Documentary Film Screening: “Poetry is an Island”


To celebrate World Poetry Day on Saturday, March 21, 2015, CNCF will be screening a documentary film about the Caribbean Poet Laureate, Derek Walcott, followed by Q&A with the director Ida Does. The film, Poetry is an Island will be screened at the The Harquail Theatre in Grand Cayman. Canapés will be served. Doors open at 6.30pm and screening begins at 7.00pm. Followed by a Q&A with the director.

Description: In ‘Poetry Is An Island’ we share Caribbean moments with Walcott as we visit some of his favorite places, his studio, and St. Lucia home. We travel through St. Lucia and encounter childhood friends whose ‘lives became poetry’ through Walcott’s work. We discover the anger and frustration that the poet holds against the downtime of the arts as he talks to us about the meaning of poetry to him personally, and about the significance of art for humanity. Family members reveal some of the poet’s life challenges, and people who have worked with him speak frankly about their experiences with Walcott. Poetry is an island is an intimate portrait of the man, the poet, and son of the Caribbean: Derek Walcott.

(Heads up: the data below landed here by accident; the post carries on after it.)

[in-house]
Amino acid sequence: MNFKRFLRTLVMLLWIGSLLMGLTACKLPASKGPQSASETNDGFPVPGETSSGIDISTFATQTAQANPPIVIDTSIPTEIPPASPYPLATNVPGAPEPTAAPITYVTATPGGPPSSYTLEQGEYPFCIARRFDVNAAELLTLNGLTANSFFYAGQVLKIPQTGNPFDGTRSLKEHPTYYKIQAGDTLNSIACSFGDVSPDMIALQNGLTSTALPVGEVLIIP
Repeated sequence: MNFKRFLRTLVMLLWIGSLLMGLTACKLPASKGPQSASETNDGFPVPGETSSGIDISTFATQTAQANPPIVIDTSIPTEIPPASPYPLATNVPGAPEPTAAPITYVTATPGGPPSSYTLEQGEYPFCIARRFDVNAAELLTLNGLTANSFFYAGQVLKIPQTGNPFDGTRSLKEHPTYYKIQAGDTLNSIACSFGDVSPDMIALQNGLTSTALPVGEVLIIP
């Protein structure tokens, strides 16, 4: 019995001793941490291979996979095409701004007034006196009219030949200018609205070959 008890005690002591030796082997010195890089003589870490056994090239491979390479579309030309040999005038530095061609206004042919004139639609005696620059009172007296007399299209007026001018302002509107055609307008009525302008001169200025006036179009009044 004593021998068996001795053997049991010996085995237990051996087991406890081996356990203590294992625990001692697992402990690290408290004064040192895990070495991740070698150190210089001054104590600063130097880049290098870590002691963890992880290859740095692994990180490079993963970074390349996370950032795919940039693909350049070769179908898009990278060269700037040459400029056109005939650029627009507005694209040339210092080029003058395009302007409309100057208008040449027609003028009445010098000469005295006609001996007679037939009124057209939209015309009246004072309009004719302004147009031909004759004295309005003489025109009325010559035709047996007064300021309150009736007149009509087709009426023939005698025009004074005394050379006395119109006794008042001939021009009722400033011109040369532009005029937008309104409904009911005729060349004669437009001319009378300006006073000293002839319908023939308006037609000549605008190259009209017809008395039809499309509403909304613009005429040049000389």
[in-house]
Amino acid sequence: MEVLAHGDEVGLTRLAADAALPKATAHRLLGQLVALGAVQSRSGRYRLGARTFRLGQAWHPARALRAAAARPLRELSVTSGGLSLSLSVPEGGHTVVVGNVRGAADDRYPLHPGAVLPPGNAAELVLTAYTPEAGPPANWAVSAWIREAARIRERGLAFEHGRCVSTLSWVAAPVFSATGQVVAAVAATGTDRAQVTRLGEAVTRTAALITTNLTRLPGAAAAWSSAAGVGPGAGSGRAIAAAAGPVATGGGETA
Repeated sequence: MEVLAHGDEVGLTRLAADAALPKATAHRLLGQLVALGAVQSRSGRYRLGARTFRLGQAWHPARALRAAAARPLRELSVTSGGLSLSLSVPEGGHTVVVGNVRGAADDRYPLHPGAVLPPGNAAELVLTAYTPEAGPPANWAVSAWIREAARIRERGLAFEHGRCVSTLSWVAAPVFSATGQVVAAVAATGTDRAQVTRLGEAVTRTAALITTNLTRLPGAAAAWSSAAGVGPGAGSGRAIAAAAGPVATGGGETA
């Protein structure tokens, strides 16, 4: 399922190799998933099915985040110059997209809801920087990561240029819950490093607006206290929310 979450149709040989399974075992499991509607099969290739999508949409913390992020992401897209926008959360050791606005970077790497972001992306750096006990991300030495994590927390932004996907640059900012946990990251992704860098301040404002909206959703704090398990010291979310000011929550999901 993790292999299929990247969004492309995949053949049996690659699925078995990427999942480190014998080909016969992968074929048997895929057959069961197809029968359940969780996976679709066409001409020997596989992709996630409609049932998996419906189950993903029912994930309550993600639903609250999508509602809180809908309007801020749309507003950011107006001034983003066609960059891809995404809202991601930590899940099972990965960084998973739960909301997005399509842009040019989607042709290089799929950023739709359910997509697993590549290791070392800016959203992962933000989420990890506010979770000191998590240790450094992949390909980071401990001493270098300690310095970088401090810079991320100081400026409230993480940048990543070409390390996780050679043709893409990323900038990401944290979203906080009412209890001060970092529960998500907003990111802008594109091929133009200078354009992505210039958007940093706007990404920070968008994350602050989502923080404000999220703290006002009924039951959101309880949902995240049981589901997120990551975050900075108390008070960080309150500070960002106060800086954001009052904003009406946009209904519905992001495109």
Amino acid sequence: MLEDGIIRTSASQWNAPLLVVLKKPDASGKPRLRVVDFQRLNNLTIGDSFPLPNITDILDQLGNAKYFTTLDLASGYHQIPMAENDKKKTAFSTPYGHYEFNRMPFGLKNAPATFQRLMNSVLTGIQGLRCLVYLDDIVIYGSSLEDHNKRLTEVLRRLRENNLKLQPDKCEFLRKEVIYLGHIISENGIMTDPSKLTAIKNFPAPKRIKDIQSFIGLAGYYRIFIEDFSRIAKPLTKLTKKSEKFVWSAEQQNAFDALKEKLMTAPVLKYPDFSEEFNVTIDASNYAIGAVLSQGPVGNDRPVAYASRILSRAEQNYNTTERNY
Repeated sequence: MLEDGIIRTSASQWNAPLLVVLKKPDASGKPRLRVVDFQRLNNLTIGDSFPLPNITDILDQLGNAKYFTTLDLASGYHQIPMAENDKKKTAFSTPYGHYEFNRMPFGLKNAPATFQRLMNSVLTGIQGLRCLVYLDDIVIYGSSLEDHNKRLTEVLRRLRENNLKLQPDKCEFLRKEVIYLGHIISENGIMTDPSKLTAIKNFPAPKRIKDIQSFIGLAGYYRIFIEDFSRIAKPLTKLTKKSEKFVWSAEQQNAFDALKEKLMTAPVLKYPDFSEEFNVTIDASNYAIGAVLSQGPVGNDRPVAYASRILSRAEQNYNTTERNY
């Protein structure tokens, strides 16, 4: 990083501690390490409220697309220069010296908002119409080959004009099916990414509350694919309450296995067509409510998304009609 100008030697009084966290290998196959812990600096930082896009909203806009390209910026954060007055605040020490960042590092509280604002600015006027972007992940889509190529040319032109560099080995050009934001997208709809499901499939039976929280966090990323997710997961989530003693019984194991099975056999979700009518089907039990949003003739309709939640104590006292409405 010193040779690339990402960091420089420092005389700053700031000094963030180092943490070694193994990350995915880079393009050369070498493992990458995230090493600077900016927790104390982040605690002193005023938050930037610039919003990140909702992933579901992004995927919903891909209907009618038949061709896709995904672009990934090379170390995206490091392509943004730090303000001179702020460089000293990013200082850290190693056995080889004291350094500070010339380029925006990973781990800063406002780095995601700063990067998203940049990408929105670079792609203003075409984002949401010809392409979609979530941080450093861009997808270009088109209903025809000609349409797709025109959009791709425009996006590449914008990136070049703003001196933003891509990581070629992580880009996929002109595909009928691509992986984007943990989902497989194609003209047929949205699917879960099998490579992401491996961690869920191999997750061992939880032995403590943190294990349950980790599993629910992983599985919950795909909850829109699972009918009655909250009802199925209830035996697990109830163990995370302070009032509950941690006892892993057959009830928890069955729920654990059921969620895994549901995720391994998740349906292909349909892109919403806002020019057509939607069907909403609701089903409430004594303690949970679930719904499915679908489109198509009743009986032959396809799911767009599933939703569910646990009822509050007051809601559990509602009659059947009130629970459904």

World Poetry Day was declared by UNESCO (the United Nations Educational, Scientific and Cultural Organization) in 1999. The purpose of the day is to promote the reading, writing, publishing and teaching of poetry throughout the world and, as the UNESCO session declaring the day says, to “give fresh recognition and impetus to national, regional and international poetry movements”.

Derek Walcott, OBE OCC (born 23 January 1930) is a Saint Lucian poet and playwright. He received the 1992 Nobel Prize in Literature and is currently Professor of Poetry at the University of Essex. His works include the Homeric epic poem Omeros (1990), which many critics view “as Walcott’s major achievement.” In addition to having won the Nobel Prize, Walcott has won many literary awards over the course of his career, including an Obie Award in 1971 for his play Dream on Monkey Mountain, a MacArthur Foundation “genius” award, a Royal Society of Literature Award, the Queen’s Medal for Poetry, the inaugural OCM Bocas Prize for Caribbean Literature and the 2011 T. S. Eliot Prize for his book of poetry White Egrets.

When Derek Walcott saw a picture in the paper of US President Barack Obama carrying around a copy of his collected poems, Walcott says he was flattered, “But for me, what that means is it’s nothing to do with me so much as a fact if you have a president who reads poetry, there’s hope because poetry tries to tell the truth.”

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For a a clip of the documentary HERE

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